Degree of difficulty: really almost nil

It’s graduation season, which means a host of notables becoming ‘doctors’

By Tracy Jan
Globe Staff / May 15, 2011

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For more than five years, Erika Reynoso toiled nights and weekends in a lab, her life dictated by the breeding cycle of mice. This month, having successfully defended her dissertation on autoimmunity, she will finally collect the Harvard doctorate that she worked so hard for.

But her single cherished PhD can’t hold a candle to the 30 doctorates — including one from Harvard — trumpeted on the website of jazz great Wynton Marsalis. And then there’s poet-screenwriter-muse to presidents Maya Angelou, who has racked up more than 70 and proudly refers to herself as “Dr. Angelou.’’

Their degrees are of the honorary ilk, conferred upon them after months of secret deliberations by college officials often hoping to bask in their recipients’ star power.

The awarding of honorary doctorates is a familiar seasonal ritual, the ultimate quid pro quo that grants universities access to luminaries and allows athletes, movie stars, and deep-pocketed philanthropists to claim degrees without any academic sweat.

Each spring, about 200 degrees “honoris causae’’ are awarded in Massachusetts alone. This year the recipients include Conan O’Brien (late-night jokester), Scott Brown (US senator), Katie Couric (soon to be former nightly anchor), and Angela Menino (mayoral spouse). But it’s not all about glitter — other recipients are hailed for their work healing the sick (Arthur Pappas, orthopedic surgeon) or forging peace (Mary Robinson, former UN high commissioner for human rights), to name just two.

A couple of weeks ago, Reynoso and her mother were watching television when a newscast mentioned a celebrity being honored with a degree. “My mom asked me, ‘What do these people getting honorary doctorates have to do?’ I said, ‘Well, they don’t have to do what we do.’ ’’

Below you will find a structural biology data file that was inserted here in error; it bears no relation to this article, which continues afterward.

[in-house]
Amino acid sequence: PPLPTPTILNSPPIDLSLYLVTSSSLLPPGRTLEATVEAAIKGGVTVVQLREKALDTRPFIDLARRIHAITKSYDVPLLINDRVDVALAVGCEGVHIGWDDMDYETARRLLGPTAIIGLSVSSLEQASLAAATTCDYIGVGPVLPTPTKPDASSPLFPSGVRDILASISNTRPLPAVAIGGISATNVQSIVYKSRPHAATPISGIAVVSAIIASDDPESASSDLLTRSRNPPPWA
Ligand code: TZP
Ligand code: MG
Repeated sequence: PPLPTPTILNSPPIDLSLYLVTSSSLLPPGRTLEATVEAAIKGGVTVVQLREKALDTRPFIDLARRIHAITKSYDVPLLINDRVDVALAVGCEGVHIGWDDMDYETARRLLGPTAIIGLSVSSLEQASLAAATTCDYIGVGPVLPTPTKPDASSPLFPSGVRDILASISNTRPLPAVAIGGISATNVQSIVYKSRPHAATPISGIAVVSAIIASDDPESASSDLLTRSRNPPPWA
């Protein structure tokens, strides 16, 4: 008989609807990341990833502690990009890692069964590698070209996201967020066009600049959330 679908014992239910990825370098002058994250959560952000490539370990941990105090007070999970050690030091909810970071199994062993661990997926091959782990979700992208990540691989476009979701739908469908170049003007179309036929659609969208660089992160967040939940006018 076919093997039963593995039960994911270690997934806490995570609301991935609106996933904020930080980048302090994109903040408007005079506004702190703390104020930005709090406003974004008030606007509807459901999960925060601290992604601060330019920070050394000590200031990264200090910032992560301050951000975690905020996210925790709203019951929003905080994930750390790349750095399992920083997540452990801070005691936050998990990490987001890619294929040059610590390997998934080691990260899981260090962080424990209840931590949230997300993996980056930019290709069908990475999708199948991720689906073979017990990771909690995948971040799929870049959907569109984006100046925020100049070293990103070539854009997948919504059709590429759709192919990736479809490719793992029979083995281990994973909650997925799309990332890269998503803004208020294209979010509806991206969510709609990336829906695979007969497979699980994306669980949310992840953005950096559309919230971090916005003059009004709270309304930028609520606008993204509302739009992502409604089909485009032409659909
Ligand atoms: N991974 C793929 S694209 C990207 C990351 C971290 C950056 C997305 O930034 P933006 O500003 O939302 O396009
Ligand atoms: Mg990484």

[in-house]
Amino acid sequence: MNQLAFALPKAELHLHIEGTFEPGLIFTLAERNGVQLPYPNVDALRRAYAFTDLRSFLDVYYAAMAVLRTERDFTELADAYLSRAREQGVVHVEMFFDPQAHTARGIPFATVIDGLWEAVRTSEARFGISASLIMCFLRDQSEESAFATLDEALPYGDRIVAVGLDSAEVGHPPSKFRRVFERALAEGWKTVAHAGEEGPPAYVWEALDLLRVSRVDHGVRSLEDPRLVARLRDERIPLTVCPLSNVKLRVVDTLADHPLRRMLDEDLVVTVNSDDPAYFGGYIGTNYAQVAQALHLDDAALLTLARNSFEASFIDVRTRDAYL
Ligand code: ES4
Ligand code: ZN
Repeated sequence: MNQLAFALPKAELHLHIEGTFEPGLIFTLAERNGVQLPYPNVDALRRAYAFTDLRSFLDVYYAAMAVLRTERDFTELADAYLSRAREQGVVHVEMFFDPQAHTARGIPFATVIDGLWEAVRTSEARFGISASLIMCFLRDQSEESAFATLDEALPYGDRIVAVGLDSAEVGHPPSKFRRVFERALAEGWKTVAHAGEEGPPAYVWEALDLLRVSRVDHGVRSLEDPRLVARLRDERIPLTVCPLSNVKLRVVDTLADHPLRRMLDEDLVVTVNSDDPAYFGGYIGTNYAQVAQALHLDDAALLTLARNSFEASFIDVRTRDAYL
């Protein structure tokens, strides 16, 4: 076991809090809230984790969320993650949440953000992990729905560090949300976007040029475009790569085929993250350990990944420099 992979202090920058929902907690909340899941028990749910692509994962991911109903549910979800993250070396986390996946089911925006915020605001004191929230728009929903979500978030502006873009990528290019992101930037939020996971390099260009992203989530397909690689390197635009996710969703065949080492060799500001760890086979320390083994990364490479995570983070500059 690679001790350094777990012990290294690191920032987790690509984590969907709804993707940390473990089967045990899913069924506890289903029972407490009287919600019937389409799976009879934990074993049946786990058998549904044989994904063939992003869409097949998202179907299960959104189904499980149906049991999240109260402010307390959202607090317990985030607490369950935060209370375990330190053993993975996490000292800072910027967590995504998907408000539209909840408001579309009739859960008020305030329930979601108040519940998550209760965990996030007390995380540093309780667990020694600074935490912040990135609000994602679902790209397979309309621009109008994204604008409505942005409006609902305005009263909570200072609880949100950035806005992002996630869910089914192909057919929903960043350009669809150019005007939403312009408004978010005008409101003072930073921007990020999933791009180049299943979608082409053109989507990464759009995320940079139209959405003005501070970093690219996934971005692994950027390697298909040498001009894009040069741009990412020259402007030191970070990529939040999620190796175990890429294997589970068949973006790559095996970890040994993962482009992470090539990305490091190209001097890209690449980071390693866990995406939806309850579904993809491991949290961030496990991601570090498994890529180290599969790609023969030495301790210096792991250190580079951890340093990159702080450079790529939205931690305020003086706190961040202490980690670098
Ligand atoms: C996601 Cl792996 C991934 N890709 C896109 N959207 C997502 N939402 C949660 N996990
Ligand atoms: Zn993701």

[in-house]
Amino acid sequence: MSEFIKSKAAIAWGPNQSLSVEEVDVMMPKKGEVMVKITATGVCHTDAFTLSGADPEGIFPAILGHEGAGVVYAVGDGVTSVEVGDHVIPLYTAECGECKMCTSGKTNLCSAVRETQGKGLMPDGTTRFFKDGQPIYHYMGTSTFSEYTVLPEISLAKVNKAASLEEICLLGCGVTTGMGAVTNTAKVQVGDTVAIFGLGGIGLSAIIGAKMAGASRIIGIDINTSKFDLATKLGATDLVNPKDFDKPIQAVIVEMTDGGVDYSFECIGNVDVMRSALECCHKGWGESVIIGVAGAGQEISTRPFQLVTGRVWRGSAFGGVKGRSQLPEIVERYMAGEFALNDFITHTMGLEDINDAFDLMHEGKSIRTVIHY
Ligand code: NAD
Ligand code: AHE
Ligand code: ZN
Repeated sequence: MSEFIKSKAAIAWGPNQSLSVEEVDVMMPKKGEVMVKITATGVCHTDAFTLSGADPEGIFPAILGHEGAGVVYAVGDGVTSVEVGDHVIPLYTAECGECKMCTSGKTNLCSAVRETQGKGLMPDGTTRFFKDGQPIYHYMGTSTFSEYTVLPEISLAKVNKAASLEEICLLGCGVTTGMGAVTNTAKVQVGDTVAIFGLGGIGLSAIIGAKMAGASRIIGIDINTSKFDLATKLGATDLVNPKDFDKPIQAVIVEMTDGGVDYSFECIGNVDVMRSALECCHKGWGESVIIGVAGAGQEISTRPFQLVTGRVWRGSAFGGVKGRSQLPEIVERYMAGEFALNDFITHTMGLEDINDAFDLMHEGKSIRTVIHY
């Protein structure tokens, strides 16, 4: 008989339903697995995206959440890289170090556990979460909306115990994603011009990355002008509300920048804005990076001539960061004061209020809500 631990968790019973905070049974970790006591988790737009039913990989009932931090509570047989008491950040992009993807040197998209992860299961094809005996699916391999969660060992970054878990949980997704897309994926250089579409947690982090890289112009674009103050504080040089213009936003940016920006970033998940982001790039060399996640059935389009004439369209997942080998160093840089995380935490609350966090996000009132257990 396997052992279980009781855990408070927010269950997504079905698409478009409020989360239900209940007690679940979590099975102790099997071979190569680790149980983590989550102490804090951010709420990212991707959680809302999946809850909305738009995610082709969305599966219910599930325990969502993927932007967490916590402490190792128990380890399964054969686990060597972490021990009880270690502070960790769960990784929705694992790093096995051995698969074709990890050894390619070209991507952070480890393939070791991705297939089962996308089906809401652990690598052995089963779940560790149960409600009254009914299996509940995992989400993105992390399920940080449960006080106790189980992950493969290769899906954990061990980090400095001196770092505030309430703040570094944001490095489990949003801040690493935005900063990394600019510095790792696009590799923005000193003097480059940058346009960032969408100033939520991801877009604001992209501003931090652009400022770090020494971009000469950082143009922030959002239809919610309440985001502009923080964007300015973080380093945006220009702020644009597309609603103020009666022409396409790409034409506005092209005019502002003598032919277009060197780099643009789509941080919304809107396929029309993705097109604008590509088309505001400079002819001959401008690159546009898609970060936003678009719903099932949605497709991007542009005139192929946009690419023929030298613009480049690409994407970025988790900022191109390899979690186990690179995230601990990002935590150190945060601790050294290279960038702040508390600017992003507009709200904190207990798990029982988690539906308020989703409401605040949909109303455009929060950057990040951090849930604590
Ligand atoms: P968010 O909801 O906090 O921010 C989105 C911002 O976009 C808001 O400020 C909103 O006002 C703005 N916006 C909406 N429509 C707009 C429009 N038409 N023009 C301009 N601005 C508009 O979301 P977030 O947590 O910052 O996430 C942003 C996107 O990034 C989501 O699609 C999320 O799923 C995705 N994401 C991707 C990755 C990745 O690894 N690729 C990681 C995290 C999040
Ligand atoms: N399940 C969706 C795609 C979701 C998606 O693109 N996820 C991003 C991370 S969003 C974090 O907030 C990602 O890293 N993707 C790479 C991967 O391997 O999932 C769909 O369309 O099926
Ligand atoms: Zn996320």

The tradition of awarding honorary degrees originated at European institutions during the late Middle Ages. Harvard, the oldest university in the United States, awarded George Washington an honorary doctorate in 1776.

But one of the nation’s most prestigious temples of higher learning has steadfastly refused to grant them: the Massachusetts Institute of Technology.

“Our reasoning is very simple,’’ MIT chancellor Eric Grimson said. “Our students work really hard to earn their degrees. We’re not about to give one away.’’

Angelou doesn’t buy that reasoning, and she’s not about to give up her title.

“A person has a right to be called anything she or he wants to be called,’’ Angelou said in an interview. “I’ve earned it.’’

The 83-year-old said she treasures each of her pieces of parchment, including more than a dozen from New England schools and two from Northeastern alone, given a decade apart.

Angelou has written more than 30 books, six plays, and two screenplays. She has composed lyrics with Quincy Jones and B.B. King, and won three Grammy awards.

“I’m a worker,’’ Angelou said. “Some people who have gotten their PhDs have sat right back down on their — I’m stumbling on the anatomy — and given nothing.’’